NEW YORK (Reuters) - The U.S. dollar rose against the euro on Tuesday after concerns surrounding Deutsche Bank caused general unease over Europe’s banking sector, while the Mexican peso rallied on short-covering after the first U.S. presidential debate.
Deutsche Bank DBKGn.DE shares hit a record low on Tuesday a day after Germany's biggest lender said it had no need for German government help with a $14 billion U.S. demand to settle claims it missold mortgage-backed securities.
The euro was last down 0.29 percent at $1.1220, easing from an 11-day high of $1.1278 touched on Monday.
Concerns that capital levels at European banks in general need to be strengthened contributed to the euro’s weakness, said Marvin Loh, senior global markets strategist at BNY Mellon in Boston.
The perception among market participants that Democratic presidential candidate Hillary Clinton's performance in the first U.S. presidential debate was superior to that of Republican candidate Donald Trump boosted the peso MXN=.
The currency had touched a record low of 19.92 pesos against the dollar on Monday on concerns that a Trump victory would threaten Mexico’s exports to the United States, its single biggest market.
The outcome of the debate led investors to cover peso short positions, said Richard Franulovich, senior currency strategist at Westpac Banking Corporation in New York.
Data from the U.S. Commodity Futures Trading Commission on Friday showed speculators had recently ramped up their bearish bets against the Mexican currency.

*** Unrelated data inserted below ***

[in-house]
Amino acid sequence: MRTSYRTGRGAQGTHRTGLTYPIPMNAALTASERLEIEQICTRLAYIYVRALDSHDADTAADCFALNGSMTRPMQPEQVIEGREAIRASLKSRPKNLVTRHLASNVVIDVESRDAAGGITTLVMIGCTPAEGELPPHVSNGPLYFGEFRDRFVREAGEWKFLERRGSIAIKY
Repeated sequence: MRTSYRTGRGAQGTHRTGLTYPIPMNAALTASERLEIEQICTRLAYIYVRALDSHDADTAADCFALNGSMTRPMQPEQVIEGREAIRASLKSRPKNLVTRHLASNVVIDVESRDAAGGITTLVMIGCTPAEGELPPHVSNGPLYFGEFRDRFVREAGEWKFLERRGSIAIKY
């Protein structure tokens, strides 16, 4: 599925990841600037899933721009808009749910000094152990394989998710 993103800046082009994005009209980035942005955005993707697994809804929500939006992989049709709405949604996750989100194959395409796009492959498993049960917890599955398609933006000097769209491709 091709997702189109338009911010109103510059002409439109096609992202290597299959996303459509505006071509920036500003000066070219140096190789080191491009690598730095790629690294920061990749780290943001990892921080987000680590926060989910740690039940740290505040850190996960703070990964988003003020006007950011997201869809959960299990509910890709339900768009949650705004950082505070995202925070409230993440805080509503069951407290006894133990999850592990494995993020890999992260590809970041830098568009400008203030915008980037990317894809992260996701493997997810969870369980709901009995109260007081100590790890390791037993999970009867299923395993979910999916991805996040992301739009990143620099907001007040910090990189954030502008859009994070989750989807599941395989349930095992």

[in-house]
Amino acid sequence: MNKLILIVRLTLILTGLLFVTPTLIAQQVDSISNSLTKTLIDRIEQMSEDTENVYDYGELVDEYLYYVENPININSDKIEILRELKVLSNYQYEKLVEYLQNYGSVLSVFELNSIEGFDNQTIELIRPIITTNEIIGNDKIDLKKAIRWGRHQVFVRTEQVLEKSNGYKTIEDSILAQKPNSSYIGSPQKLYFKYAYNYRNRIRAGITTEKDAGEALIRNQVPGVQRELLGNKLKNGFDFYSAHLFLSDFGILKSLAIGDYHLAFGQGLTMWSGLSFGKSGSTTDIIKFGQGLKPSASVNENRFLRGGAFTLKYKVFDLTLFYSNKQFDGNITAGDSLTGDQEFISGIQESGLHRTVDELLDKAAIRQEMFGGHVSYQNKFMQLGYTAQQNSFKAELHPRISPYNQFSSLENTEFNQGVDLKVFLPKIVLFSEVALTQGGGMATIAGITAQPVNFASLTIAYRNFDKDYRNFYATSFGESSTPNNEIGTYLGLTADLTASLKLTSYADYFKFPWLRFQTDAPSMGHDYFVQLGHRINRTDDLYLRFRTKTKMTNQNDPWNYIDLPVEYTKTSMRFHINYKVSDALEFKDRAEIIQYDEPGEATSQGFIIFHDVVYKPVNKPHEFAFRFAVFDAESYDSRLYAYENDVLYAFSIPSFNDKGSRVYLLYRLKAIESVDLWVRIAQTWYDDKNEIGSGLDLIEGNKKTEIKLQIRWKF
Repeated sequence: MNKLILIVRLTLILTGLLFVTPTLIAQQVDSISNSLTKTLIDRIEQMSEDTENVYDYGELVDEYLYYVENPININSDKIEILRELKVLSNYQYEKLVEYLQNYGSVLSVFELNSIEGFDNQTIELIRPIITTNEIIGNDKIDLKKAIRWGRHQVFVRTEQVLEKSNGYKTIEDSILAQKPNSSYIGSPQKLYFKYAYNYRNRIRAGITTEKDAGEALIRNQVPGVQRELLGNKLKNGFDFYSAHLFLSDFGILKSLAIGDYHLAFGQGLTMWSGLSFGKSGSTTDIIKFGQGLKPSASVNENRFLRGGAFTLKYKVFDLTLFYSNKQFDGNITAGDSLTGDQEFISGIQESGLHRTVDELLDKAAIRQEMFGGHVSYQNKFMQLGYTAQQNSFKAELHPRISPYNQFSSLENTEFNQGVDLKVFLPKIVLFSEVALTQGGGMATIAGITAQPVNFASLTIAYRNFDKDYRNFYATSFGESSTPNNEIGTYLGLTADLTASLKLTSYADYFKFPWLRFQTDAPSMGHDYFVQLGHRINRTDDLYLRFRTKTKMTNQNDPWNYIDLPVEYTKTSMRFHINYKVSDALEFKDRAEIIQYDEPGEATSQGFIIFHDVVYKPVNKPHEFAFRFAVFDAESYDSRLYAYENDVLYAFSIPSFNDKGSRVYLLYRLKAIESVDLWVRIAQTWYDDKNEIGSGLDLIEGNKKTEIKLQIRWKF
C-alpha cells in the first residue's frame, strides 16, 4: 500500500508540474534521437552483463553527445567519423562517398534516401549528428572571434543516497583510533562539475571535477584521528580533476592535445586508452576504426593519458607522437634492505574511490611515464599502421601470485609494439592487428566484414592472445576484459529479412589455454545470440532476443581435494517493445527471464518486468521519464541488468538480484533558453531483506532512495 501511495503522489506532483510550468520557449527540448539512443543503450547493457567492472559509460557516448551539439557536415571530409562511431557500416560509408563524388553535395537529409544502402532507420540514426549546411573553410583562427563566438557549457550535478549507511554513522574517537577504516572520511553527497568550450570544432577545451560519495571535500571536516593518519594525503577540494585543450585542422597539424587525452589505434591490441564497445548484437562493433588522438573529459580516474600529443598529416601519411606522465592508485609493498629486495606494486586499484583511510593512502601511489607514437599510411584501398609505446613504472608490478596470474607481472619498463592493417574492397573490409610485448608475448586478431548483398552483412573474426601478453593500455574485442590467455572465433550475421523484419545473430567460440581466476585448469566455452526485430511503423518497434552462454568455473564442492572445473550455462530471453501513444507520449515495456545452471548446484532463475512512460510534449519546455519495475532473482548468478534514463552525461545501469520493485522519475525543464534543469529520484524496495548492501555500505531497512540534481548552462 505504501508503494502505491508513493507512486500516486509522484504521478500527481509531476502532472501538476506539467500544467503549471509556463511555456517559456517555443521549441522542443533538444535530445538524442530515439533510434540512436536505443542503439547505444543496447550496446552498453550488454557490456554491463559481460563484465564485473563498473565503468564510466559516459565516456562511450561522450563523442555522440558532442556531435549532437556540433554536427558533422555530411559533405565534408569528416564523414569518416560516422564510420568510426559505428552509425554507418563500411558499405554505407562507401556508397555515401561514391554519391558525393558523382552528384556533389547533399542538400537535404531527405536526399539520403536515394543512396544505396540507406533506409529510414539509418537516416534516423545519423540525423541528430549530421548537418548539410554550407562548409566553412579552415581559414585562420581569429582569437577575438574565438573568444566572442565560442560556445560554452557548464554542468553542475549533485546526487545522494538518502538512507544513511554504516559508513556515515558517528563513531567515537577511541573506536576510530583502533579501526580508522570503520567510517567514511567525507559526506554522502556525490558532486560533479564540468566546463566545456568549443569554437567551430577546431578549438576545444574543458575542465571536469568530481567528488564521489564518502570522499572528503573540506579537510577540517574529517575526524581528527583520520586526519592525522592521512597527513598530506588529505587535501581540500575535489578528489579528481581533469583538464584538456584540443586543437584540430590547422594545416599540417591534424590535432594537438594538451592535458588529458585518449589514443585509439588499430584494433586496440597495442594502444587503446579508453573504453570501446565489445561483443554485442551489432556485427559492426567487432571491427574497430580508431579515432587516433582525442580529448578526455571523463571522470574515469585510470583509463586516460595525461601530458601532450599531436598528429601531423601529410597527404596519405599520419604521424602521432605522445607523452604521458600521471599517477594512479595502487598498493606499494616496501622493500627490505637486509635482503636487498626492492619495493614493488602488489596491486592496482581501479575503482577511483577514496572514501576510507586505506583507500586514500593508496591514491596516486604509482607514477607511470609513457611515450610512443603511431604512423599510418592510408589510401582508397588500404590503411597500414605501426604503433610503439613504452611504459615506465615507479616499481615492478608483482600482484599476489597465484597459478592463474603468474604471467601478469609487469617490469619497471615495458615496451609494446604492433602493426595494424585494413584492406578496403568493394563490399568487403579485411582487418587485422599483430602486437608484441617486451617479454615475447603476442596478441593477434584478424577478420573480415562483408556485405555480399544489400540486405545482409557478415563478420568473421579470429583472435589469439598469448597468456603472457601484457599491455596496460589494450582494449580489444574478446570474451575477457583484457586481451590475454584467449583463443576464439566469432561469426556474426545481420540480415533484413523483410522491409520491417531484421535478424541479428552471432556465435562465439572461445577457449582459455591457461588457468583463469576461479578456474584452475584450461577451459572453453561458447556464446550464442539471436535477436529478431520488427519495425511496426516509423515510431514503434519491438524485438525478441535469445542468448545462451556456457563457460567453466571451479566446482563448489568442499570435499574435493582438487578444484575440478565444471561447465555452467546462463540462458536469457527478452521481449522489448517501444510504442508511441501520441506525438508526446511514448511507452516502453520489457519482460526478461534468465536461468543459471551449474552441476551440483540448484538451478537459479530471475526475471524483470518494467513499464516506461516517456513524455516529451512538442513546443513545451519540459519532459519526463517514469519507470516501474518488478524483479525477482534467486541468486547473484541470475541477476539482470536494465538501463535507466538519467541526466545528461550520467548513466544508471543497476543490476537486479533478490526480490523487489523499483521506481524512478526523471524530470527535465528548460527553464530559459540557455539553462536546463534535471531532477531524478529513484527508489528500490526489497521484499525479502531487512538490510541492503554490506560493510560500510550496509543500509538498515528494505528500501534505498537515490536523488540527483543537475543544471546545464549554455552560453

The dollar was last down 2.2 percent against the peso at 19.4310 pesos after hitting an 11-day low of 19.4048 pesos in early trading. The dollar was on track for its biggest daily percentage drop against the peso since mid-February.
Relief that Clinton’s performance was viewed as superior also likely helped the dollar gain against the euro given uncertainty surrounding a potential Trump presidency, Franulovich of Westpac said.
Markets have tended to see Clinton as the candidate of the status quo, while few are sure what a Trump presidency might mean for U.S. foreign policy, international trade deals or the domestic economy.
“You might argue that currencies like the yen and the euro had a defensive quality about them that were benefiting from Trump risk,” he said.
The dollar was last flat against the yen at 100.32 yen JPY= after falling 0.7 percent against the Japanese currency on Monday. The dollar index .DXY, which measures the greenback against a basket of six major currencies, was last up 0.15 percent at 95.443.
Reporting by Sam Forgione; Editing by Meredith Mazzilli
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